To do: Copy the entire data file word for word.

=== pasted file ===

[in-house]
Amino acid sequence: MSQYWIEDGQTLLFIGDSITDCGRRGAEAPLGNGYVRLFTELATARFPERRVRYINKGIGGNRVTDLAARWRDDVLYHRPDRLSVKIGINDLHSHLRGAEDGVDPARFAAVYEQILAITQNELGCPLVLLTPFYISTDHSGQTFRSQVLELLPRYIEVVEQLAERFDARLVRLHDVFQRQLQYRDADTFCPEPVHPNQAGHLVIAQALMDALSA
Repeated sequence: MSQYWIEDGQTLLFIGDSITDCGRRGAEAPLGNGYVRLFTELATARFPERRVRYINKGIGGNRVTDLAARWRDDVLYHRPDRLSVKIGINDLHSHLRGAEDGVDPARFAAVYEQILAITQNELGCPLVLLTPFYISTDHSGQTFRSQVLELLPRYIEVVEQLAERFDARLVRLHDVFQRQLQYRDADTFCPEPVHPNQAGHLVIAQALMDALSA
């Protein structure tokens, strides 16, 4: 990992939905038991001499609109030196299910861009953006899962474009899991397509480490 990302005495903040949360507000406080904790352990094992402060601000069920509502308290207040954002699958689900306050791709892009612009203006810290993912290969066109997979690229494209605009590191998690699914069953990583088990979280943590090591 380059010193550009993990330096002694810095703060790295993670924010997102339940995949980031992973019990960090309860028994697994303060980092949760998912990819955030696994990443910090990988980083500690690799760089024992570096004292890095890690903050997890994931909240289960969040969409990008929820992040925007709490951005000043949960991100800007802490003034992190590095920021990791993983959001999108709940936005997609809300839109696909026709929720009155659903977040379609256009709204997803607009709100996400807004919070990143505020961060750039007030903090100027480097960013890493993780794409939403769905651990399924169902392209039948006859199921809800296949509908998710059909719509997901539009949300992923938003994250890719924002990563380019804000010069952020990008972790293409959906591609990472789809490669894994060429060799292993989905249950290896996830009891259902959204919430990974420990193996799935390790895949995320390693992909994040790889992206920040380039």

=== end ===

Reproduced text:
[in-house]
Amino acid sequence: MSQYWIEDGQTLLFIGDSITDCGRRGAEAPLGNGYVRLFTELATARFPERRVRYINKGIGGNRVTDLAARWRDDVLYHRPDRLSVKIGINDLHSHLRGAEDGVDPARFAAVYEQILAITQNELGCPLVLLTPFYISTDHSGQTFRSQVLELLPRYIEVVEQLAERFDARLVRLHDVFQRQLQYRDADTFCPEPVHPNQAGHLVIAQALMDALSA
Repeated sequence: MSQYWIEDGQTLLFIGDSITDCGRRGAEAPLGNGYVRLFTELATARFPERRVRYINKGIGGNRVTDLAARWRDDVLYHRPDRLSVKIGINDLHSHLRGAEDGVDPARFAAVYEQILAITQNELGCPLVLLTPFYISTDHSGQTFRSQVLELLPRYIEVVEQLAERFDARLVRLHDVFQRQLQYRDADTFCPEPVHPNQAGHLVIAQALMDALSA
């Protein structure tokens, strides 16, 4: 990992939905038991001499609109030196299910861009953006899962474009899991397509480490 990302005495903040949360507000406080904790352990094992402060601000069920509502308290207040954002699958689900306050791709892009612009203006810290993912290969066109997979690229494209605009590191998690699914069953990583088990979280943590090591 380059010193550009993990330096002694810095703060790295993670924010997102339940995949980031992973019990960090309860028994697994303060980092949760998912990819955030696994990443910090990988980083500690690799760089024992570096004292890095890690903050997890994931909240289960969040969409990008929820992040925007709490951005000043949960991100800007802490003034992190590095920021990791993983959001999108709940936005997609809300839109696909026709929720009155659903977040379609256009709204997803607009709100996400807004919070990143505020961060750039007030903090100027480097960013890493993780794409939403769905651990399924169902392209039948006859199921809800296949509908998710059909719509997901539009949300992923938003994250890719924002990563380019804000010069952020990008972790293409959906591609990472789809490669894994060429060799292993989905249950290896996830009891259902959204919430990974420990193996799935390790895949995320390693992909994040790889992206920040380039």